Norman Regional Health System

Wednesday, March 3, 2021

For eligible patients, weight-loss (bariatric) surgery can dramatically improve their overall health and give them a new lease on life, but long-term success requires a lifelong commitment to certain lifestyle changes.

A recent study detailed in an article in Current Nutrition Reports indicated that a significant proportion of people who had gastric bypass surgery — the most common form of weight-loss surgery — ended up regaining some of the weight they initially lost. According to the study, fewer than half (about 40%) of people who had the surgery maintained a 30% weight loss after 12 years.

Since regaining weight can lead to the development or redevelopment of certain obesity-related medical conditions like type 2 diabetes, high blood pressure and heart disease, it is especially important for patients considering weight-loss surgery to:

  • Find the option that works best for them; and
  • Design a long-term plan focused on behavioral modifications that include closely monitoring what they eat and drink, and making exercise a mainstay in their lives.

Tips for Keeping the Pounds off After Weight-loss Surgery

  • Put a stop to snacking. If you snack between meals, you are more likely to gain weight because you are consuming extra calories. Snacking may also prevent you from feeling full, leading to increased eating.  

  • Don’t keep eating if you feel full. It’s important to listen to your body. If you start feeling full, take that as a sign to stop eating. You do not have to finish the food on your plate. If you don’t want to waste, consider saving the rest of your meal as leftovers.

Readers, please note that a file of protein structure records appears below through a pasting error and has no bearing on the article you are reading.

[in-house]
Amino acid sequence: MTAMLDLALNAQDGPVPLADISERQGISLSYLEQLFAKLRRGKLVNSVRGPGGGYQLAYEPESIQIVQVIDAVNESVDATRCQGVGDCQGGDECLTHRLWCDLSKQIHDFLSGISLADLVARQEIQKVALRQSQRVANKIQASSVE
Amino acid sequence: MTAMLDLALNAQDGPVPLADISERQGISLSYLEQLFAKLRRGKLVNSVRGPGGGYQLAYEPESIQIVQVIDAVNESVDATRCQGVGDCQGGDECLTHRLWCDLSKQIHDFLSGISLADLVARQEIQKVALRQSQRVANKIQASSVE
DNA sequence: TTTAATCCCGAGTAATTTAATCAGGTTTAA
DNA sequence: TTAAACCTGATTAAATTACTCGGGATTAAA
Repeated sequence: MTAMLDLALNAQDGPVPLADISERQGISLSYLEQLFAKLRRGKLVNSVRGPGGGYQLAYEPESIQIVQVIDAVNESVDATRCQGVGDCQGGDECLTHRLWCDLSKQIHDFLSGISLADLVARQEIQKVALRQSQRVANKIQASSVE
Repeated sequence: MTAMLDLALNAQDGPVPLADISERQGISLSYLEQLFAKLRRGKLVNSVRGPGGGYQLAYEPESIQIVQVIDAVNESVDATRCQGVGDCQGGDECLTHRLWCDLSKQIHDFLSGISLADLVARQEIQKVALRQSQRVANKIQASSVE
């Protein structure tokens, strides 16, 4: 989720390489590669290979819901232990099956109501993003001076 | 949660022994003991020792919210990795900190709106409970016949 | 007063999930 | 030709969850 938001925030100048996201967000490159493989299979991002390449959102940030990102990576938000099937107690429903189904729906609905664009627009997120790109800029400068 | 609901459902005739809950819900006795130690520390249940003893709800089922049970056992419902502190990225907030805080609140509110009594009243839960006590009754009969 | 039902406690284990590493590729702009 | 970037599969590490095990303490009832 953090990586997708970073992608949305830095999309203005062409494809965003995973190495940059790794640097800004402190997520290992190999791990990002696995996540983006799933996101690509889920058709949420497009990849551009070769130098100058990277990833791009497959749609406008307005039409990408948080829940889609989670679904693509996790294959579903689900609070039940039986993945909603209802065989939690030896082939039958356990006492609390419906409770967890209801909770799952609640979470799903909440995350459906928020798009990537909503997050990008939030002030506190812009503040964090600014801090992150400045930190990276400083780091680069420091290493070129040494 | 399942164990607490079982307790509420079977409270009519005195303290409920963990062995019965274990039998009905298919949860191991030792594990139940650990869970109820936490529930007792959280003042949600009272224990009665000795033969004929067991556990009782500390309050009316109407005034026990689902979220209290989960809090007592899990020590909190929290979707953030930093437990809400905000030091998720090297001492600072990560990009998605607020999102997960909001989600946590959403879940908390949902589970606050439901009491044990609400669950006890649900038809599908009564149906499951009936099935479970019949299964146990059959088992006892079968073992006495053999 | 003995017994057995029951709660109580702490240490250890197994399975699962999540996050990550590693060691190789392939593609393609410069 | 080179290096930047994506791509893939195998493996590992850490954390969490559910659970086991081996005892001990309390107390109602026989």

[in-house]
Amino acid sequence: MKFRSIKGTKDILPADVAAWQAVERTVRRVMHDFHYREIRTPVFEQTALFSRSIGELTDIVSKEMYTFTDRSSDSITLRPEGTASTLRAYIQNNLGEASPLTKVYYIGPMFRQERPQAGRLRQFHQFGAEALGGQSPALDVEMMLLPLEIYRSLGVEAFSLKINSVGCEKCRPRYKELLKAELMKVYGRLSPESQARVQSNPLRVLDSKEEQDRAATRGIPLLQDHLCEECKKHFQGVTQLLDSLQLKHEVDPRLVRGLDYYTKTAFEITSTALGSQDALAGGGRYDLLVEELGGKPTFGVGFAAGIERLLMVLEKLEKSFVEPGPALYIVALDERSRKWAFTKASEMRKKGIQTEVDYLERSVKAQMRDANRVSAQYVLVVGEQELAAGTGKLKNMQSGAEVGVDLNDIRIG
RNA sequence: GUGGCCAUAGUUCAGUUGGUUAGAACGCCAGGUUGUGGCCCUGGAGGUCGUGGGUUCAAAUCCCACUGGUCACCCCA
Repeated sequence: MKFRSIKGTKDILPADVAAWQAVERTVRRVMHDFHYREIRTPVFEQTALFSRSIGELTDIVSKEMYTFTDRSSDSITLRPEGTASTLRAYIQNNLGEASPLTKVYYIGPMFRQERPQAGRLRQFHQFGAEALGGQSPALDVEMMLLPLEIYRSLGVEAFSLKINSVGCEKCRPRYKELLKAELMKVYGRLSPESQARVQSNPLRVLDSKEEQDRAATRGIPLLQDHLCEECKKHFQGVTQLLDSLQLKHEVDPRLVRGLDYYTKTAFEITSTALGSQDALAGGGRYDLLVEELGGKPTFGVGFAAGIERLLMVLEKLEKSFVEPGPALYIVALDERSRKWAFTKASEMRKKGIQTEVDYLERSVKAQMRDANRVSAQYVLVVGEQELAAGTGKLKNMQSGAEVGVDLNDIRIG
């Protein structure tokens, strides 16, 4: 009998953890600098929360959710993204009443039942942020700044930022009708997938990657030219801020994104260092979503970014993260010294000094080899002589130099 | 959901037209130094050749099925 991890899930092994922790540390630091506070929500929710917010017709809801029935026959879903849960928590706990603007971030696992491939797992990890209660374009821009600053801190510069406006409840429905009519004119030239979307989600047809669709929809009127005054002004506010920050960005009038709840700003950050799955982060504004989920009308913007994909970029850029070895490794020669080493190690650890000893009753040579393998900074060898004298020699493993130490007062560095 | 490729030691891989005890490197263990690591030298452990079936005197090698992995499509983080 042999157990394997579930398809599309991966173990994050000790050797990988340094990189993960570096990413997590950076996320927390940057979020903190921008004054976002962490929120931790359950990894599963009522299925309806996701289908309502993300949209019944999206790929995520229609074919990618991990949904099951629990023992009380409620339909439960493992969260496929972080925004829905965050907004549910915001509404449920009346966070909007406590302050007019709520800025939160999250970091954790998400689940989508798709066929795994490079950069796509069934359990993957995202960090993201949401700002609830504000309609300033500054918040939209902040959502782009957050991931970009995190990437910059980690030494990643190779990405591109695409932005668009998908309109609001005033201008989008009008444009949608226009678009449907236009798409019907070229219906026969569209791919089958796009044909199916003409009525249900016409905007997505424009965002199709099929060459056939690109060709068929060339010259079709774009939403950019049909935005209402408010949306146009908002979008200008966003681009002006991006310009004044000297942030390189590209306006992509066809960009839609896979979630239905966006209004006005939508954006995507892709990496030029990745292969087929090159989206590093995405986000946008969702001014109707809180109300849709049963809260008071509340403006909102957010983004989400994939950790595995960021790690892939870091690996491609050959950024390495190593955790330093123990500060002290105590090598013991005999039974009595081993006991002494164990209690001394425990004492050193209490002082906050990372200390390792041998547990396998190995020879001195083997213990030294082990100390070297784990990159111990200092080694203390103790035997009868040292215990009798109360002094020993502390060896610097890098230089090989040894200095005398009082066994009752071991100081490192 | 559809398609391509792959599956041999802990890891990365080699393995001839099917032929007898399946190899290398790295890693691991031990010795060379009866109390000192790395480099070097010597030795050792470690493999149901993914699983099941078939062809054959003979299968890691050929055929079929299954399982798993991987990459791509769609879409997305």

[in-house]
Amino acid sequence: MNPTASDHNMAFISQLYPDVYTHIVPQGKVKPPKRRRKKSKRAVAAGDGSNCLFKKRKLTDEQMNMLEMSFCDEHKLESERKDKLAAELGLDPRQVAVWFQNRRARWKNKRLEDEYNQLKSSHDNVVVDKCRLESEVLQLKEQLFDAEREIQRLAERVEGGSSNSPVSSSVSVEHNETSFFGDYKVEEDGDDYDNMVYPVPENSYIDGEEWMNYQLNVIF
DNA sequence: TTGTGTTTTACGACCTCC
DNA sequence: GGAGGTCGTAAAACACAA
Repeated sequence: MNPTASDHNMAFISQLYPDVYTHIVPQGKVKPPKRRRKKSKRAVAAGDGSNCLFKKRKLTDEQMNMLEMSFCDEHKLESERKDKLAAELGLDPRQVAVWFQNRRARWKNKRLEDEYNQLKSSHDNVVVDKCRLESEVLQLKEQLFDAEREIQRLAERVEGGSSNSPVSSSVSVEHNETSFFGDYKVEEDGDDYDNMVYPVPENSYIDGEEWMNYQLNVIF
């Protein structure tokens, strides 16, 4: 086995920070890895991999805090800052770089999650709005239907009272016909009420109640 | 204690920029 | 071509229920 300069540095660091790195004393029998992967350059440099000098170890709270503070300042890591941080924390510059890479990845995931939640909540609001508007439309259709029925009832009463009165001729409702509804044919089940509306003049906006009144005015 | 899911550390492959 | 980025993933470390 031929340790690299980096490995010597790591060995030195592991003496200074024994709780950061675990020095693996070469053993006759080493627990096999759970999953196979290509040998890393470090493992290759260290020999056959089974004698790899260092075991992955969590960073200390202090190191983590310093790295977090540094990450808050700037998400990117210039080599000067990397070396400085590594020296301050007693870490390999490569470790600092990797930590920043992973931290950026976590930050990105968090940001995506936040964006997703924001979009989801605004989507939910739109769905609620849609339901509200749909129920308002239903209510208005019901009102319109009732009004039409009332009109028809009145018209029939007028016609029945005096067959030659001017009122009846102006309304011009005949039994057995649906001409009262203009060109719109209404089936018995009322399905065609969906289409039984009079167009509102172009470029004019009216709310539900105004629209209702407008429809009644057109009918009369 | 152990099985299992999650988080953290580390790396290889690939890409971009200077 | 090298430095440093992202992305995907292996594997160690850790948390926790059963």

• Stay hydrated. Feelings of hunger can sometimes indicate dehydration. Make sure to drink plenty of fluids.

  • Avoid emotional eating. Emotional eating occurs when you consume excess food in response to negative emotions like stress, anxiety, sadness, anger, loneliness or boredom. Learn about your triggers so you can curb emotional eating. 

  • Stay active. Consult your weight-loss plan for guidance on physical activities. As a general rule of thumb, adults should get about 150 minutes of moderate-intensity exercise each week (about 20 to 30 minutes each day).

  • Keep your stress levels down. Stress can be harmful to your overall health. Try relaxation techniques like yoga, meditation or tai chi.

  • Make healthy eating and drinking choices. Eating right is critical at every stage of weight loss and for healthy weight maintenance. Consult with your weight-loss clinic team to learn more about the eating requirements associated with each type of bariatric surgery.

  • Schedule regular check-ups with your primary care provider and the team at your weight-loss clinic.

  • Find a bariatric support group. A support group may help you stay on track and have an outlet to seek advice from others in a similar situation. Norman Regional and Journey Clinic help facilitate a support group on Facebook called No Excuses. Anyone interested in weight loss surgery can join.

Find a Weight-loss Center

If you or a loved one are looking for help creating a weight-loss plan or are interested in weight-loss surgery, the providers at Norman Regional Health System’s Journey Clinic may be able to assist. The clinic offers medical and surgical options for patients wanting to lose weight and maintain a healthy lifestyle. The clinic also offers a support group to help you on your journey.